A protester marching in Los Angeles following the Trump administration’s efforts to end the DACA program. For undocumented migrants brought to the United States as children, their legal status can be a barrier to accessing college.
Molly Adams/Flickr

But the status of DACA itself may be in jeopardy, and the future of young people like Benitez is being kicked about like one of her soccer balls. On Sept. 5, the Department of Homeland Security rescinded the DACA program, citing executive overreach. President Donald Trump says one goal was to pressure Congress to pass immigration reform legislatively. In January, a federal judge blocked that decision, pending litigation by a coalition of state and local governments, individual Dreamers, and the University of California. In response, the Justice Department appealed the judge’s finding to the 9th Circuit Court of Appeals. It also asked the Supreme Court to review the judge’s finding. Meanwhile, Congress has yet to pass permanent DACA legislation.

With all the political games, it’s hard to keep track of what’s happening. Here’s a quick guide to what DACA means for the West:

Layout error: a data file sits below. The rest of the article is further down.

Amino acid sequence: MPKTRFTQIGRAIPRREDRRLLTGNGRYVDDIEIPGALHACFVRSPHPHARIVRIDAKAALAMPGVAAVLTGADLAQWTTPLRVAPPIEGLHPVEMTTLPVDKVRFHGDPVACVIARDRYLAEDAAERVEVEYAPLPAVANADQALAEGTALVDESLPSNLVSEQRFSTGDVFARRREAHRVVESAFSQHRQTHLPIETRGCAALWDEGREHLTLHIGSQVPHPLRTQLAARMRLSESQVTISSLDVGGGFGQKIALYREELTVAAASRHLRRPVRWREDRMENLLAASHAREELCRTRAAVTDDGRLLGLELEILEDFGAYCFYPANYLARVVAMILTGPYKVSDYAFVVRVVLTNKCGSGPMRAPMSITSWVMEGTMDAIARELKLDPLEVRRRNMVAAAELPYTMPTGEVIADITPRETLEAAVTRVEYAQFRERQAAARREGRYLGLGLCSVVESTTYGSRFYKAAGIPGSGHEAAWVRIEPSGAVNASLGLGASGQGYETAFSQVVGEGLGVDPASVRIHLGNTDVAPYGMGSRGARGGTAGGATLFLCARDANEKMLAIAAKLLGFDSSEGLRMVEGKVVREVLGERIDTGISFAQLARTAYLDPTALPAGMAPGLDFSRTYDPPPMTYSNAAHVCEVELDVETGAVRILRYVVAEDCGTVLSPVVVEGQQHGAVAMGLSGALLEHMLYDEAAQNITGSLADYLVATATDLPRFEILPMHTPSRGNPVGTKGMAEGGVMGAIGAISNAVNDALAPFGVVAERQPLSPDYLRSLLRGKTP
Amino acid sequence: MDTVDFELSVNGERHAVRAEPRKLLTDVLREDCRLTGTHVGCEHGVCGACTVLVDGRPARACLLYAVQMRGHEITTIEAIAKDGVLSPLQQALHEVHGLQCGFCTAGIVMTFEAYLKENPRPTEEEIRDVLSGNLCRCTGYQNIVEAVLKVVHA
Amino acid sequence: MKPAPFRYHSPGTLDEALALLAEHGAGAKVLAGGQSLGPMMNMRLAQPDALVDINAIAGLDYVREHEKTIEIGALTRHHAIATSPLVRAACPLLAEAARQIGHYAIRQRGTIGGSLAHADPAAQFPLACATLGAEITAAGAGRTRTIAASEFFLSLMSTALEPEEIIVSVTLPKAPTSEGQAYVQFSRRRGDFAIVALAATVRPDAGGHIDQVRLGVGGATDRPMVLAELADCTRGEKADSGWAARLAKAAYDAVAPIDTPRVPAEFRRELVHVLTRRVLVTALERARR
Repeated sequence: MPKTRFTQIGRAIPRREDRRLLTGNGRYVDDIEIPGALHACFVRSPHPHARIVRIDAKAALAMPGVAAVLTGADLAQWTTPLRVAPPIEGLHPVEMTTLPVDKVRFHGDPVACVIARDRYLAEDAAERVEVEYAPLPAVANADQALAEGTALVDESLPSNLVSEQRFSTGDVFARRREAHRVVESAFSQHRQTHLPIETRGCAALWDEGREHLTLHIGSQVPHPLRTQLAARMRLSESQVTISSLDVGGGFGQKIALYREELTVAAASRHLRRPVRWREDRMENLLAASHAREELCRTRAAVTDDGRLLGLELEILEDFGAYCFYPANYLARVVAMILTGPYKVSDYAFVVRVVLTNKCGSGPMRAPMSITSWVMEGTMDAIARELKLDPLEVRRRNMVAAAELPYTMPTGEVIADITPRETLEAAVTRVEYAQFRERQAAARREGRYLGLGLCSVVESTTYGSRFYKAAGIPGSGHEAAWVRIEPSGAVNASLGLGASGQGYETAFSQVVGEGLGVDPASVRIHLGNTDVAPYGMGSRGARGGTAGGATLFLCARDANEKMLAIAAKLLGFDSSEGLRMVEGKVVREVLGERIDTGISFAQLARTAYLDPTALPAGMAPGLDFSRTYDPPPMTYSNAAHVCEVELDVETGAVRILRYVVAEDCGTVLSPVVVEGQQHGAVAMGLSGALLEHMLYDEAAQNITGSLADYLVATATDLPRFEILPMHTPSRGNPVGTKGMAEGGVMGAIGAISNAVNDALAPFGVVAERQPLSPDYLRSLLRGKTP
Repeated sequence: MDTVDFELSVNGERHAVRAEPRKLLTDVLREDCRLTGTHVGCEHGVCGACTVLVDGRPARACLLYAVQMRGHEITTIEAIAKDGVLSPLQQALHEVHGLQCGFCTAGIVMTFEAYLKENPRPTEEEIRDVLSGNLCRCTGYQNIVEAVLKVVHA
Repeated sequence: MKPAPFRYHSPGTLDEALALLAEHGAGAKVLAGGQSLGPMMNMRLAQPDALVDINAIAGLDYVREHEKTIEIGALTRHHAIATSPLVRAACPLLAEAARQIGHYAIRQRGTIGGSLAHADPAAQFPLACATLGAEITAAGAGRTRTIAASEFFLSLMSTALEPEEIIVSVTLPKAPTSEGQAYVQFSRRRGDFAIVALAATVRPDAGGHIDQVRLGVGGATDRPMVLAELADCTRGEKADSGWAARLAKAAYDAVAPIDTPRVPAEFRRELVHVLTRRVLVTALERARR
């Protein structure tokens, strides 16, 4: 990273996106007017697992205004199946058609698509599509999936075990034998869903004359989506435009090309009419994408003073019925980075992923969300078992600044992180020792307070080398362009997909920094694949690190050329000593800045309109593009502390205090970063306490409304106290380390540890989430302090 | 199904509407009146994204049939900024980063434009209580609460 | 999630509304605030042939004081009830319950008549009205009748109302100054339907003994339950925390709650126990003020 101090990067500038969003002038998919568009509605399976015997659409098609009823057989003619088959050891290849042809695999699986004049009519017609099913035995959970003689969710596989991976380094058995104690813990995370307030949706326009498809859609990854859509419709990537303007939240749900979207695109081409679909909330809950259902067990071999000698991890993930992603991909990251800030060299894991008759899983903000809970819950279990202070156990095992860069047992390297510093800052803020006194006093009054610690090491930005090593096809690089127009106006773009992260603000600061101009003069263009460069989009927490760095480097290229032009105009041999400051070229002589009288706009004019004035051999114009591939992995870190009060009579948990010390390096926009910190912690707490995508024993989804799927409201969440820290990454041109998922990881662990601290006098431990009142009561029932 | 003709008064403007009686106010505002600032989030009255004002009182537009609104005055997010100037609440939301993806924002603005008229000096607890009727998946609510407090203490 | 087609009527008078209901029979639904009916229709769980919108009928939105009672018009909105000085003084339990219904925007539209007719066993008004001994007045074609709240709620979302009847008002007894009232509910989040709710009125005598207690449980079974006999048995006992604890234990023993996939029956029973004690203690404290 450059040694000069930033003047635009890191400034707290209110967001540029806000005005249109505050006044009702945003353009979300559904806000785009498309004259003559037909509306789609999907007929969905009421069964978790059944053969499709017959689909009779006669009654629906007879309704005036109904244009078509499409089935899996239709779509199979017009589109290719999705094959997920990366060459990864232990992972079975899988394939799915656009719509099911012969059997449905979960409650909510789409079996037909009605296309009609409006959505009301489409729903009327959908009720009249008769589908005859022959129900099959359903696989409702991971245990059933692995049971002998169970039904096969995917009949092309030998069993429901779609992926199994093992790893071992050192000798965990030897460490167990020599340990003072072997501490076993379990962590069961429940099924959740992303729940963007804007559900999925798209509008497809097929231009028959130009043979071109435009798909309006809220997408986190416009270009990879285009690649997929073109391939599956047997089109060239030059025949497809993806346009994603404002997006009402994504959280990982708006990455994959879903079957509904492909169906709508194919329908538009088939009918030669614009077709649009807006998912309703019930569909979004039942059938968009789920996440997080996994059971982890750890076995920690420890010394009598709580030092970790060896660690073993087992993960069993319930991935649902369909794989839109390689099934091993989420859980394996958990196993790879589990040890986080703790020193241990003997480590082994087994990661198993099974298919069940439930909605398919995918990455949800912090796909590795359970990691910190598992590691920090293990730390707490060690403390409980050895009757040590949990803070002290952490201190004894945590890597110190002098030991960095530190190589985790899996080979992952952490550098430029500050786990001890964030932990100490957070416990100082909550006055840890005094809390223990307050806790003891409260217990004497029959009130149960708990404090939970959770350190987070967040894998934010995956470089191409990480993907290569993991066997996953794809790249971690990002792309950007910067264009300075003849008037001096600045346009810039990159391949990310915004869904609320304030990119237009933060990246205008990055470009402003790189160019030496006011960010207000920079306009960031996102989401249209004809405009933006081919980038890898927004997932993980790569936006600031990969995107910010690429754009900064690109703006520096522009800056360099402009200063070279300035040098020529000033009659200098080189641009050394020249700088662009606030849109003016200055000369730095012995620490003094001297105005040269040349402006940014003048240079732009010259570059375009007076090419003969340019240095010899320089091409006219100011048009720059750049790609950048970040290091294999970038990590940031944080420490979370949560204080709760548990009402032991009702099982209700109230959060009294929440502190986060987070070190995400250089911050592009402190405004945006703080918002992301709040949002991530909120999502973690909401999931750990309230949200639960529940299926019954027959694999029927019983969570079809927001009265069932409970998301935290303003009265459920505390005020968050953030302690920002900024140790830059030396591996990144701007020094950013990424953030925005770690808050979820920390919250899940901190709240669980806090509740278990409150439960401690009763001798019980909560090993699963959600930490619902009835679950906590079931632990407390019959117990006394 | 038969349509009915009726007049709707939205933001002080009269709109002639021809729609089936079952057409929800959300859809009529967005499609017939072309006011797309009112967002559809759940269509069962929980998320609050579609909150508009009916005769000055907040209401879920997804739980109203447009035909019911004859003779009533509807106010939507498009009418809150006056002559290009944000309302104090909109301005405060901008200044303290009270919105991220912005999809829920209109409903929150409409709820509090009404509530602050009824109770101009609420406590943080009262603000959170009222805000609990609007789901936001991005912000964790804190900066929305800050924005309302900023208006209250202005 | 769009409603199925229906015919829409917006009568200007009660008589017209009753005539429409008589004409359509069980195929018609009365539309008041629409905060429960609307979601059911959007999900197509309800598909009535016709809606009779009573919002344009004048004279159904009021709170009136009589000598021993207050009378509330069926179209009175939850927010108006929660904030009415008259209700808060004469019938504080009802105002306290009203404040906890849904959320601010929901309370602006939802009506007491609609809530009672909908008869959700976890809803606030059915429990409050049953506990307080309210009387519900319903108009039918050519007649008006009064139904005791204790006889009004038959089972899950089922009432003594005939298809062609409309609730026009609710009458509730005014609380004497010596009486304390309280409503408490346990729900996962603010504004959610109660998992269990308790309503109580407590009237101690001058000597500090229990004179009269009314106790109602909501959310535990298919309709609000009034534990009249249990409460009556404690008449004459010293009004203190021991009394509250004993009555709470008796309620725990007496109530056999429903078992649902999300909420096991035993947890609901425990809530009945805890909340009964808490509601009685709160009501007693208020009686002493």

What is DACA?

Created by the Obama administration in 2012, DACA, or the Deferred Action for Childhood Arrivals program, allows some people brought as children to the United States without documentation to live and work in the country for two years without fear of deportation. DACA does not offer a path to U.S. citizenship.

When then-Homeland Security Secretary Janet Napolitano signed the DACA program memo, Congress was struggling to pass the Dream Act, a bipartisan effort at immigration reform that would have given Dreamers a path to citizenship. Congress has tried repeatedly and failed to pass the legislation since 2001.